That ABC article about how girls need to be taught to be more assertive has been floating around in my head for a week now, and just this morning it triggered a memory of a night when I was 16 or 17. I hadn't thought of it for years and years, but I wonder if it played a part in my position on consent and ethics for blokes.
Mark, Jessie*, Rob** and I had gone to see a band or some such and we ended up back at Mark's place. A great deal of silliness and no doubt masses of flirting ensued. This, rather inevitably at that stage in my life, ended up in a tickle fight. One that I also inevitably lost. It's hard to win a tickle fight when your hands have been tied together. I was all good with this. I knew Mark pretty well, this was a running gag between us and Jessie was his girlfriend and was involved in the nonsense. At some point Rob crossed the tickling/foreplay line, and despite having felt completely in control up until that moment, right then I changed instantaneously into deer in the headlights. I didn't speak up, I didn't do anything. Fortunately, Mark also knew me pretty well, and when he realised what was going on he immediately intervened and the situation disappeared. I was a little shaken (mostly regarding my own lack of action), and went home soon after.
When I look back on that, my first question is "Why didn't I just tell him to stop?" I think I had been drinking, but I certainly wasn't rat-arsed. I remember way too many details about unrelated parts of the night for that. One very likely contributing factor is that there was bugger all conversation involved with the sexual encounters I had under the best of circumstances. Some giggling, and occasional whispers, but with only a few rare exceptions, I was utterly incapable of verbal communication once the hormones kicked in. I was probably desperately afraid of saying the wrong thing. Or maybe it's just that no-one ever speaks in sex scenes in movies. Anyway, the guys were no better at it than me. If you can't speak up to ask for what you do want when everyone is on the same page, what hope does anyone have of speaking up when they want to stop proceedings?
The next point that comes to mind is that I don't think Rob was a particularly unpleasant guy. He certainly didn't object when Mark intervened, and I can't really say that he was entirely unreasonable in assuming that, since I had allowed my hands to be tied and got involved in all that physical contact and flirting and all, he was only doing what I clearly wanted. The only snag was that it hadn't even occurred to me that he could think so. Actually, it hadn't even occurred to me that he would want to, after all I was fat and ugly.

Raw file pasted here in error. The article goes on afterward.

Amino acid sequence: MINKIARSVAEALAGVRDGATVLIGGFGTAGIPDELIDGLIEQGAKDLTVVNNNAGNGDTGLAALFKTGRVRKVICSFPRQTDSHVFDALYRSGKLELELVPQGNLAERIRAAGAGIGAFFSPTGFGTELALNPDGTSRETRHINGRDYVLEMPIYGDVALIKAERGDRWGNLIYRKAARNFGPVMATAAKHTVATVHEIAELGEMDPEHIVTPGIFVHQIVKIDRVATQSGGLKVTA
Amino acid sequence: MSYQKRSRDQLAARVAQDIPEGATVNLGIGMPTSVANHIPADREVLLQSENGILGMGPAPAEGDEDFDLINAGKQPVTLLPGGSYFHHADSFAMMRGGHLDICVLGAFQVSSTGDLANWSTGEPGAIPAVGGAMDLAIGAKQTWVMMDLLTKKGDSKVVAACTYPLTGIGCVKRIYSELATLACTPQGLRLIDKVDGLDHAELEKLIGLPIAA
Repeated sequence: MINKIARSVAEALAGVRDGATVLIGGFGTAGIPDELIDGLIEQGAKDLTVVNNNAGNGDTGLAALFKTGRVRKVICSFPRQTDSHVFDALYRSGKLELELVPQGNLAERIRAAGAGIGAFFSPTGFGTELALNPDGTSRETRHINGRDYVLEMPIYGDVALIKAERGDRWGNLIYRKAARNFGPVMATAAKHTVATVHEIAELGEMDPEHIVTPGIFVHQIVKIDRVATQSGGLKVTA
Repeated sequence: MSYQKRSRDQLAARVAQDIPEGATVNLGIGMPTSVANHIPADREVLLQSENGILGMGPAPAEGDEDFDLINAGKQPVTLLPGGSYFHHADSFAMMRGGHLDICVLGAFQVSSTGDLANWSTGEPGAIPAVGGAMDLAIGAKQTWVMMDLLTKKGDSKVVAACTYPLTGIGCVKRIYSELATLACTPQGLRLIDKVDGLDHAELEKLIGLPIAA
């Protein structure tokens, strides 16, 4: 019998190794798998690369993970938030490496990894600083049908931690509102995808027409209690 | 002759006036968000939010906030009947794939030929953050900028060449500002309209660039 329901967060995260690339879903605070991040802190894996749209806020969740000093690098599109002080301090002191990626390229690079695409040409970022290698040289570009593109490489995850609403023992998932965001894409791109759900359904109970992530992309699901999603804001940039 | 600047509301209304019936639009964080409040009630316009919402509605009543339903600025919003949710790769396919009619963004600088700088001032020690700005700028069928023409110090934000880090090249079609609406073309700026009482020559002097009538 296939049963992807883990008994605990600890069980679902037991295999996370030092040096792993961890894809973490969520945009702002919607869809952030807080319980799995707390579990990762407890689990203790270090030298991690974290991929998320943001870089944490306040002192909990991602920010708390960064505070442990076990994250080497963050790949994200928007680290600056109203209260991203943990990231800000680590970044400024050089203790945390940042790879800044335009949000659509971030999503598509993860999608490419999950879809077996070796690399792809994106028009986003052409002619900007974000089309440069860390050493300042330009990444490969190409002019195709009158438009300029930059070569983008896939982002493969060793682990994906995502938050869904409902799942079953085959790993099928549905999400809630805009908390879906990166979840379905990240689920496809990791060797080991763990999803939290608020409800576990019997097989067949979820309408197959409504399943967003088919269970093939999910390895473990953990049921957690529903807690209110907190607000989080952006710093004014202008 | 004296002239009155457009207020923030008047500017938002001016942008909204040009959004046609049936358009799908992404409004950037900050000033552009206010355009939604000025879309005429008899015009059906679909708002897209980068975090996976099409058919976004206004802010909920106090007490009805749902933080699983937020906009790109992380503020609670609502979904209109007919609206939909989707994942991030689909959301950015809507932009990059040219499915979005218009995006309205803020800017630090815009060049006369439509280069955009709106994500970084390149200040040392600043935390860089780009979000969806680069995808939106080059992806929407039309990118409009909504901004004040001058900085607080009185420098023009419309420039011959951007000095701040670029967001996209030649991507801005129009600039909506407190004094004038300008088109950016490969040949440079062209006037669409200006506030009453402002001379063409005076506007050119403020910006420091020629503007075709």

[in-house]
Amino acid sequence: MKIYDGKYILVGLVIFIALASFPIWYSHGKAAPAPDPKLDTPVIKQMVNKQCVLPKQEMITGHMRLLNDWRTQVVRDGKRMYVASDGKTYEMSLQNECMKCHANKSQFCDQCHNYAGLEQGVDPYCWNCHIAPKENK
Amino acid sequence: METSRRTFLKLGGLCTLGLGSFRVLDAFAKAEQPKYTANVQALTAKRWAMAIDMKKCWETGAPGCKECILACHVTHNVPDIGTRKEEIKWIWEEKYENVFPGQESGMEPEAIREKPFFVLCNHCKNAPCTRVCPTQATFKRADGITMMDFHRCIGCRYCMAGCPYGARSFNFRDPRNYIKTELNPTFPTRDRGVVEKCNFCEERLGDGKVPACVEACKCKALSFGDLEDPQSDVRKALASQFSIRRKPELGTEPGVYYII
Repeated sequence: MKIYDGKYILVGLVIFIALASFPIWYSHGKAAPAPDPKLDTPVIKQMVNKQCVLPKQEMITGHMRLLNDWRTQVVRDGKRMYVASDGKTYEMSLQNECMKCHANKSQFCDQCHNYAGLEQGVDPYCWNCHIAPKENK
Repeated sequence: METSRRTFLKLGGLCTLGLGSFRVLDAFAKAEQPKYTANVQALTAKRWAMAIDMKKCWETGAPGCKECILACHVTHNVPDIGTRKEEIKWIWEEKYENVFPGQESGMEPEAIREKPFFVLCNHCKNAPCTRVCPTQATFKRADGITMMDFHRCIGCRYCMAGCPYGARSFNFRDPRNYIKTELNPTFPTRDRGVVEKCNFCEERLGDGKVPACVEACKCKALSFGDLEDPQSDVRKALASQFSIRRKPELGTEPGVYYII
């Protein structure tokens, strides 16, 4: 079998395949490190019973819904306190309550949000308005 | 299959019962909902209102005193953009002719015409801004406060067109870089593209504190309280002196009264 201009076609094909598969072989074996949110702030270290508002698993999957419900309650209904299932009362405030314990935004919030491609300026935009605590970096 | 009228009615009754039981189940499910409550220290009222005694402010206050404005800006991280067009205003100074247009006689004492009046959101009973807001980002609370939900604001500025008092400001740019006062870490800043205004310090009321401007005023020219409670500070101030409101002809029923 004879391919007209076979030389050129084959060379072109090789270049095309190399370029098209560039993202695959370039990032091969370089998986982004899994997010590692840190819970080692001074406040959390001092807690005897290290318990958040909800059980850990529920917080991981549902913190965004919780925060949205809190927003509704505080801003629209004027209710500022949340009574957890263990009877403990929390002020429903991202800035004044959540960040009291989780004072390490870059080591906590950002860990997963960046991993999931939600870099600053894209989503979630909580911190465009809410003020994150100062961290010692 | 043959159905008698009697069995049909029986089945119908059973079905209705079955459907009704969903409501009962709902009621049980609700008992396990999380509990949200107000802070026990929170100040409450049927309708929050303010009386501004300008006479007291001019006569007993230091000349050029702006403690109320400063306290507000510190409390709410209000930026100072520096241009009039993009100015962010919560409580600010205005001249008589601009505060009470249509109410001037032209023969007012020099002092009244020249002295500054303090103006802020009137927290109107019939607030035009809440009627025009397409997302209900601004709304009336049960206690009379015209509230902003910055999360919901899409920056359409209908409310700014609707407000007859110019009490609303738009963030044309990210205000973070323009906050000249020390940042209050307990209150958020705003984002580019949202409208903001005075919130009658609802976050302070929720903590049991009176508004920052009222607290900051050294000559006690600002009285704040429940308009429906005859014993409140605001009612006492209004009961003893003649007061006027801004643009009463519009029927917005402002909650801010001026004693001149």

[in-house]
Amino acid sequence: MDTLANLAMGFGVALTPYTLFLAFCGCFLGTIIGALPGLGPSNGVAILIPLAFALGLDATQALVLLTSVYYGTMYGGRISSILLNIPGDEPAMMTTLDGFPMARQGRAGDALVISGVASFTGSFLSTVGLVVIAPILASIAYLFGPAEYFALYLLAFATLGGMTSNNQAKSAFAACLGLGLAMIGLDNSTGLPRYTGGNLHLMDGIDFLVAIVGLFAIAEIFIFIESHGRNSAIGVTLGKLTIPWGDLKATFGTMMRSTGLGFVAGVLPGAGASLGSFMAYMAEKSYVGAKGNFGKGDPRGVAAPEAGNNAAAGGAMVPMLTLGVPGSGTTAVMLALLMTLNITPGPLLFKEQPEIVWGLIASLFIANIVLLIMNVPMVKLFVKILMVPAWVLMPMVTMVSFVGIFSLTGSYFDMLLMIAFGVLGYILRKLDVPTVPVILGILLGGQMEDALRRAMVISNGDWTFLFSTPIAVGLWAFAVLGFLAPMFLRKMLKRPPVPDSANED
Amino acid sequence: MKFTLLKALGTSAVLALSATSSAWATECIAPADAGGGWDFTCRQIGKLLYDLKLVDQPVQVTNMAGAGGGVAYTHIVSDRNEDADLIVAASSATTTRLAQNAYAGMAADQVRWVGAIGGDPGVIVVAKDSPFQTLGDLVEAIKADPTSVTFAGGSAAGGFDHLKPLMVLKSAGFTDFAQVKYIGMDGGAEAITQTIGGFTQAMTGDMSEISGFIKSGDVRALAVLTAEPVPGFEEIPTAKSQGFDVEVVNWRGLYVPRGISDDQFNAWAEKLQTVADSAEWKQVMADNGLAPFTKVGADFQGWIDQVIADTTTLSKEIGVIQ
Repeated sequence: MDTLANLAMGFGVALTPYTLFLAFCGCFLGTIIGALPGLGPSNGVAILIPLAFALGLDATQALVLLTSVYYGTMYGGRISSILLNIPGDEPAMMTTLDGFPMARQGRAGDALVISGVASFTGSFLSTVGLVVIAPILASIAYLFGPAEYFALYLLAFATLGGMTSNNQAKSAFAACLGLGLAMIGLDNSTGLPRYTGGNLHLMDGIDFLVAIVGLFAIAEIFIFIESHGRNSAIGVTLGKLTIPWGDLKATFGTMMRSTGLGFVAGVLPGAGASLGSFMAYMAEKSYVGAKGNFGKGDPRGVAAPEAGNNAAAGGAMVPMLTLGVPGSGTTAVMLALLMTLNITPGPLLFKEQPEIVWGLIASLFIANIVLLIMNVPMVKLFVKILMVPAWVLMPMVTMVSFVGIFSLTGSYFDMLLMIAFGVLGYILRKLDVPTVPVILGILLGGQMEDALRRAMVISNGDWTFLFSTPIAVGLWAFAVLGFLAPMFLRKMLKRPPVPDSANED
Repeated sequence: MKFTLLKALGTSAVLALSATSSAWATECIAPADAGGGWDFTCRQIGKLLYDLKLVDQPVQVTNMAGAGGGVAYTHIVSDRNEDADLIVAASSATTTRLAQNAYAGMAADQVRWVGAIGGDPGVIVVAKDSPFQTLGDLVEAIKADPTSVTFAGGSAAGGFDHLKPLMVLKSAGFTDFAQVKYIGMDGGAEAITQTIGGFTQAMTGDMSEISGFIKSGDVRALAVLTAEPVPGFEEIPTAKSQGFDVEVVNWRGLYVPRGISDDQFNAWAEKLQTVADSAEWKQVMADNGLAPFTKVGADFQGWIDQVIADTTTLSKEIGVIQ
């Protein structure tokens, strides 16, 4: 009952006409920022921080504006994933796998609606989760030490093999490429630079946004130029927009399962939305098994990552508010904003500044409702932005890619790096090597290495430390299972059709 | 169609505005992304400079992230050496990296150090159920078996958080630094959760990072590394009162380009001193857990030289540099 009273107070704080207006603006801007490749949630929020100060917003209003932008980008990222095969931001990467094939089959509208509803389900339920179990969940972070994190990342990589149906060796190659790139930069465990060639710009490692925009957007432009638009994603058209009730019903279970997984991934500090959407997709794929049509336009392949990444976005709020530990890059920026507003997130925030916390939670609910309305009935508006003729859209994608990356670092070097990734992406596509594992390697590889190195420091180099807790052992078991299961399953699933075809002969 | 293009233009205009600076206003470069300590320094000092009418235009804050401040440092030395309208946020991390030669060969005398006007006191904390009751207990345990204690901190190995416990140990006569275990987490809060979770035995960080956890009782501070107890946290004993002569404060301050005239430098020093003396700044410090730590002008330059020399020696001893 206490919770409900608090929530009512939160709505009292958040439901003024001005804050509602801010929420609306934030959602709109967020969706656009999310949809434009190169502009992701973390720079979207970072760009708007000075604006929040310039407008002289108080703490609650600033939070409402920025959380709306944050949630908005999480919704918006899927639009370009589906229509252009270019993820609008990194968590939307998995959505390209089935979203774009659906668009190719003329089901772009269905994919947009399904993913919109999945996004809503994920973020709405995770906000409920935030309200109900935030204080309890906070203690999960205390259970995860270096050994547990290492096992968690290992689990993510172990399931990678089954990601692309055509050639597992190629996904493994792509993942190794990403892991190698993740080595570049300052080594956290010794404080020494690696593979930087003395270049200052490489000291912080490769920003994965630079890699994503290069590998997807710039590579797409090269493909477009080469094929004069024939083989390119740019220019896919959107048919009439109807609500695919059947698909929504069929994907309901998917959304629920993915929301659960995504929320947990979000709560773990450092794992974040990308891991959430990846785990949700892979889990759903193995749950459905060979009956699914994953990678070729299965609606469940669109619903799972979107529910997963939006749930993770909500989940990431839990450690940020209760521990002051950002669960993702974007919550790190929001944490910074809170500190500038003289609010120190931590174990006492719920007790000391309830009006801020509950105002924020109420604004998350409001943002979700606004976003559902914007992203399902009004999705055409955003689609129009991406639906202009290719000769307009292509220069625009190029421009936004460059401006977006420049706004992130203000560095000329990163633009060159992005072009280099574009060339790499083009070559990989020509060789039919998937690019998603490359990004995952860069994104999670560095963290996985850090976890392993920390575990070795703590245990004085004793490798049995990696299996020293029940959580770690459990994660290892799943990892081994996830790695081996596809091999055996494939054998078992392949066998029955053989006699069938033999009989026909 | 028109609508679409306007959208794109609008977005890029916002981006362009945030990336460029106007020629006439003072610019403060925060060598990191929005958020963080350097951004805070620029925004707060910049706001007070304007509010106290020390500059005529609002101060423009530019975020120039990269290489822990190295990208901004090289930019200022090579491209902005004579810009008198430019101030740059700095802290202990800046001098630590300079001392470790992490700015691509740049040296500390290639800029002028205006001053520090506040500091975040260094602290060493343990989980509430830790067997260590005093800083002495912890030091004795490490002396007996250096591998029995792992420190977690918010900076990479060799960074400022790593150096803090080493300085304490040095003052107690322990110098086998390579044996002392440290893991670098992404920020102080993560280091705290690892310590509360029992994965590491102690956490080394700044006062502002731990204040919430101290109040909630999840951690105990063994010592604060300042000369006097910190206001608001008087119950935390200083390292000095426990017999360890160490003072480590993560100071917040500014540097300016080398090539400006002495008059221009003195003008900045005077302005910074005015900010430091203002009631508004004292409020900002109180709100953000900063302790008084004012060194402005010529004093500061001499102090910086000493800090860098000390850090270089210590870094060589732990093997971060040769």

And then the other thing that occurs to me is that males are clearly completely capable of having ethics regarding sex, because Mark exhibited them magnificently, and to be fair, given the total lack of communication that was endemic in my sex life, Rob did too.
There was a situation that could easily have ended in tears, even rape allegations. I definitely didn't want him to continue, but for some reason couldn't express that. Any definition of consent I can come up with, though, puts that encounter in exactly the same category as the ones in which I was happy to participate - at least from the point of view of any observer who didn't know me really well. This is why I think consent breaks down as a concept in these potential date rape scenarios.
So maybe our sex ed classes need to show videos of people having grown up sex, in which they speak, maybe even laugh. You know, they could even ask each other questions like "Do you like it if I touch you here?" - might give both sides a chance to find out the answer....
And once more, this attitude that men just have sex with anything with ovaries that stands still long enough unless someone explicitly tells them not to has got to stop. Those sex ed classes have to expect boys to think long and hard about the consequences of this action just like the girls. And those consequences are not just rape allegations. This is not just about consent. They can behave morally reprehensibly without raping anyone, and that needs to condemned, not saluted.
*Names changed because I haven't asked them if I can talk about them
**Name made up because I can't actually remember it